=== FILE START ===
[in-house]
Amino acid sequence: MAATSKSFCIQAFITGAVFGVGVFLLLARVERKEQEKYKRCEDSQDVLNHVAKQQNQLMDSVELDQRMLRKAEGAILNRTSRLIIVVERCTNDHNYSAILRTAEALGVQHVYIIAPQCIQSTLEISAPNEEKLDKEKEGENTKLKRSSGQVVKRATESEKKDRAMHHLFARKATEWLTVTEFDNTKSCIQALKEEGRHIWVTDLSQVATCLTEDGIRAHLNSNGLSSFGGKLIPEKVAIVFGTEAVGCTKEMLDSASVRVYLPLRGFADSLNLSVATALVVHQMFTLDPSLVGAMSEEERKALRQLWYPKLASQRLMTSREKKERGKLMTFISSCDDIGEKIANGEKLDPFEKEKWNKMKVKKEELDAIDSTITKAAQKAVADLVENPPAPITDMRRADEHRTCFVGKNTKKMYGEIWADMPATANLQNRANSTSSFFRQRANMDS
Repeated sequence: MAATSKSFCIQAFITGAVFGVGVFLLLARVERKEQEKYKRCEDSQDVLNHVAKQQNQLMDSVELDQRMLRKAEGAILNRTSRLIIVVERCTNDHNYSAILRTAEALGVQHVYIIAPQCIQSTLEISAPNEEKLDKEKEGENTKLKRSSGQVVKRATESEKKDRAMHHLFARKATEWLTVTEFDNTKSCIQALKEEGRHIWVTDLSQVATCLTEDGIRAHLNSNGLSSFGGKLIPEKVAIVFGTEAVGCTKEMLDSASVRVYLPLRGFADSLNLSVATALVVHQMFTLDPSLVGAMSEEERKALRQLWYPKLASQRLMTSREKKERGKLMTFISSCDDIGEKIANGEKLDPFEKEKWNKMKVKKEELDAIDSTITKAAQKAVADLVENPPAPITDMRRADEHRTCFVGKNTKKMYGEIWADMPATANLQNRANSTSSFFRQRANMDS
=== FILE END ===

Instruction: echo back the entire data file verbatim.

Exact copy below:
[in-house]
Amino acid sequence: MAATSKSFCIQAFITGAVFGVGVFLLLARVERKEQEKYKRCEDSQDVLNHVAKQQNQLMDSVELDQRMLRKAEGAILNRTSRLIIVVERCTNDHNYSAILRTAEALGVQHVYIIAPQCIQSTLEISAPNEEKLDKEKEGENTKLKRSSGQVVKRATESEKKDRAMHHLFARKATEWLTVTEFDNTKSCIQALKEEGRHIWVTDLSQVATCLTEDGIRAHLNSNGLSSFGGKLIPEKVAIVFGTEAVGCTKEMLDSASVRVYLPLRGFADSLNLSVATALVVHQMFTLDPSLVGAMSEEERKALRQLWYPKLASQRLMTSREKKERGKLMTFISSCDDIGEKIANGEKLDPFEKEKWNKMKVKKEELDAIDSTITKAAQKAVADLVENPPAPITDMRRADEHRTCFVGKNTKKMYGEIWADMPATANLQNRANSTSSFFRQRANMDS
Repeated sequence: MAATSKSFCIQAFITGAVFGVGVFLLLARVERKEQEKYKRCEDSQDVLNHVAKQQNQLMDSVELDQRMLRKAEGAILNRTSRLIIVVERCTNDHNYSAILRTAEALGVQHVYIIAPQCIQSTLEISAPNEEKLDKEKEGENTKLKRSSGQVVKRATESEKKDRAMHHLFARKATEWLTVTEFDNTKSCIQALKEEGRHIWVTDLSQVATCLTEDGIRAHLNSNGLSSFGGKLIPEKVAIVFGTEAVGCTKEMLDSASVRVYLPLRGFADSLNLSVATALVVHQMFTLDPSLVGAMSEEERKALRQLWYPKLASQRLMTSREKKERGKLMTFISSCDDIGEKIANGEKLDPFEKEKWNKMKVKKEELDAIDSTITKAAQKAVADLVENPPAPITDMRRADEHRTCFVGKNTKKMYGEIWADMPATANLQNRANSTSSFFRQRANMDS